Moyamoya disease (MMD) is a rare cerebrovascular disease characterized by a progressive stenosis at the terminal portion of the internal carotid artery and an abnormal vascular network at the base of the brain. Although its etiology is still unknown, intrinsic immune reactions such as autoimmune response has been implicated in the pathogenesis of MMD. Recently, the RING finger protein 213 (RNF213) was found to be an important risk gene for MMD, and is predominantly expressed in blood cells and the spleen. Thus, we hypothesized that patients with MMD represent an intrinsic autoimmune status mediated by M2-polarized macrophages, which play an important role in tissue remodeling and angiogenesis. We compared the serum level of soluble (s)CD163, an activating marker for CD163+ M2-polarized macrophages that has been implicated in a variety of autoimmune disorders, between MMD patients and healthy controls. We also analyzed serum levels of CXCL5, an augmented cytokines that has been correlated with the severity of autoimmune diseases. As a result, the serum sCD163 levels of MMD patients (281,465 pg/ml) were significantly higher than those of healthy controls (174,842 pg/ml) (p =.004). The serum CXCL5 levels of MMD patients (679.02 pg/ml) were significantly higher than those of healthy controls (401.79 pg/ml) (p =.046). There were no differences in the serum sCD163 and CXCL5 levels between each genotype of the RNF213 polymorphism (wild-type or variant) among MMD patients. Although this is a pilot study and further validation with larger number of samples is necessary, our results indicate that patients with MMD may have increased autoimmune activity, and our results shed light on the pathogenesis of MMD via CD163+ M2-polarized macrophages.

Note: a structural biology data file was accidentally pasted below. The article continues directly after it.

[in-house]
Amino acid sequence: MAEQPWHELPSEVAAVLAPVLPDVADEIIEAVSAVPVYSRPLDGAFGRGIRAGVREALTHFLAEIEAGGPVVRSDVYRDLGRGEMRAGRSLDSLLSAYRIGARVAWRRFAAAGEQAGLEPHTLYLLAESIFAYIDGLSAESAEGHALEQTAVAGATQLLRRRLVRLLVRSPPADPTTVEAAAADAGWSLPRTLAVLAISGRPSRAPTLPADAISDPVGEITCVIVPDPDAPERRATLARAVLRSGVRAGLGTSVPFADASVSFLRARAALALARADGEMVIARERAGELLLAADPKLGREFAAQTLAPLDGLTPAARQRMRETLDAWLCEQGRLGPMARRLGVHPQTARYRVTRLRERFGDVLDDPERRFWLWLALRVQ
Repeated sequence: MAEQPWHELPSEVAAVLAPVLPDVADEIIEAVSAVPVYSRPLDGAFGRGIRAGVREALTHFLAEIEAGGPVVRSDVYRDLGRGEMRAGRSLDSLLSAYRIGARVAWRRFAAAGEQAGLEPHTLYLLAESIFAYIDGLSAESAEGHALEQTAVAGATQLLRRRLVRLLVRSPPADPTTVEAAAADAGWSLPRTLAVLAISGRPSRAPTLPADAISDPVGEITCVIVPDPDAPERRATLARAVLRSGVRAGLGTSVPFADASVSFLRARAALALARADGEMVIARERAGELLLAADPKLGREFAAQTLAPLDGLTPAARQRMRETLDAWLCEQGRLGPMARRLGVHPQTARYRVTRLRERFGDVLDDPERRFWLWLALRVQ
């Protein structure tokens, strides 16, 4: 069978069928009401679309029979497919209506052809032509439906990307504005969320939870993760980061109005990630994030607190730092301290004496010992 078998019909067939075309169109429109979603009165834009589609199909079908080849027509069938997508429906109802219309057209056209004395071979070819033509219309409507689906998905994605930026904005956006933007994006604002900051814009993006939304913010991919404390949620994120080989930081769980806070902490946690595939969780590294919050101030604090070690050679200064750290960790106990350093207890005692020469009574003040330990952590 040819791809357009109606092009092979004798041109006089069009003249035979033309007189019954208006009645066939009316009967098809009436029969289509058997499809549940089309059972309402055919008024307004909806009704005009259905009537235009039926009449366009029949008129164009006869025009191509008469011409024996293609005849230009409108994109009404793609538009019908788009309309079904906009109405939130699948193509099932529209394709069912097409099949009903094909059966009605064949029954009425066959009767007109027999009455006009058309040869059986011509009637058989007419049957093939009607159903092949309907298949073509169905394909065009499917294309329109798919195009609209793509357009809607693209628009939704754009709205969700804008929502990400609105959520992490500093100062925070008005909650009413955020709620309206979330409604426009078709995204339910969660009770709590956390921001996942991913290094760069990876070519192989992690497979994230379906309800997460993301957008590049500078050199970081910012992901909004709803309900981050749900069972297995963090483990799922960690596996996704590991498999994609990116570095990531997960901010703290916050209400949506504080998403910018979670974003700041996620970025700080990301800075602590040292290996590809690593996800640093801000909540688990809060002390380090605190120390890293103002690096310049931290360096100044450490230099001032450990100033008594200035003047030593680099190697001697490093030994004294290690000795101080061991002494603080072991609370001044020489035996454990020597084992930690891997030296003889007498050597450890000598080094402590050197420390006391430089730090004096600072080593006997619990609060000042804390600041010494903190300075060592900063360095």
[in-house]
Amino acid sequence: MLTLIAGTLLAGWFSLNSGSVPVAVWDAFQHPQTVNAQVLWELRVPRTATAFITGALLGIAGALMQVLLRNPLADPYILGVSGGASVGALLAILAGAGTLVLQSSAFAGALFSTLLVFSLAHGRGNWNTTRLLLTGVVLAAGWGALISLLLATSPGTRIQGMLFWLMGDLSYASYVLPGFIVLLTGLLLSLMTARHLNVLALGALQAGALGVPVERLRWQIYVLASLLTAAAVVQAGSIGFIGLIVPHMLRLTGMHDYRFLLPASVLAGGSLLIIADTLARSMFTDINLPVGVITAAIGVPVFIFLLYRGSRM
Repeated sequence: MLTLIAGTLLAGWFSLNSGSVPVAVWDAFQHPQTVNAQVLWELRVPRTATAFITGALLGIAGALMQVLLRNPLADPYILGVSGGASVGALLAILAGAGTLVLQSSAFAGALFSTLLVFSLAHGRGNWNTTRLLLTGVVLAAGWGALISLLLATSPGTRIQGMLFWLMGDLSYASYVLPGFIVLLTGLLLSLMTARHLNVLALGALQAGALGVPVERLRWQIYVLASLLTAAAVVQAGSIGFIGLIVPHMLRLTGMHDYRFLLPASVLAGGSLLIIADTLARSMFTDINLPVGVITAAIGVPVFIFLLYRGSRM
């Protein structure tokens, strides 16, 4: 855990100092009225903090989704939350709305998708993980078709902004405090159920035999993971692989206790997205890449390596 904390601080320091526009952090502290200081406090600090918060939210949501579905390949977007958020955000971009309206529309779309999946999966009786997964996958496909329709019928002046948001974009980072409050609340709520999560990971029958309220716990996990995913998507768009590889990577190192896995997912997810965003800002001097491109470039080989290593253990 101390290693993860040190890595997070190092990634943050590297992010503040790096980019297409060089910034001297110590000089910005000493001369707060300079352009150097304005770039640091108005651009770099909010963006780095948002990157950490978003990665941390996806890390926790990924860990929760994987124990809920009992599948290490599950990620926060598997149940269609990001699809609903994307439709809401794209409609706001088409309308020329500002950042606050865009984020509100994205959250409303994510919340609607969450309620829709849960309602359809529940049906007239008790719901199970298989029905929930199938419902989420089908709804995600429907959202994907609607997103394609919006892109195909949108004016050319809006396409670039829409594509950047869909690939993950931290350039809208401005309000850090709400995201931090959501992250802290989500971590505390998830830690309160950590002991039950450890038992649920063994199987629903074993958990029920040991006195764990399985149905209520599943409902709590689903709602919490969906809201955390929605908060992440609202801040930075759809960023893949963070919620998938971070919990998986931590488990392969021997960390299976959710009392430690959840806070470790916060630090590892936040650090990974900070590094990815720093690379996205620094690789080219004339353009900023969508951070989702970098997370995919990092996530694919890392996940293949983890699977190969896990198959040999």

- Brain inflammation, cytokine and chemokine
- Etiology of stroke
- Moyamoya disease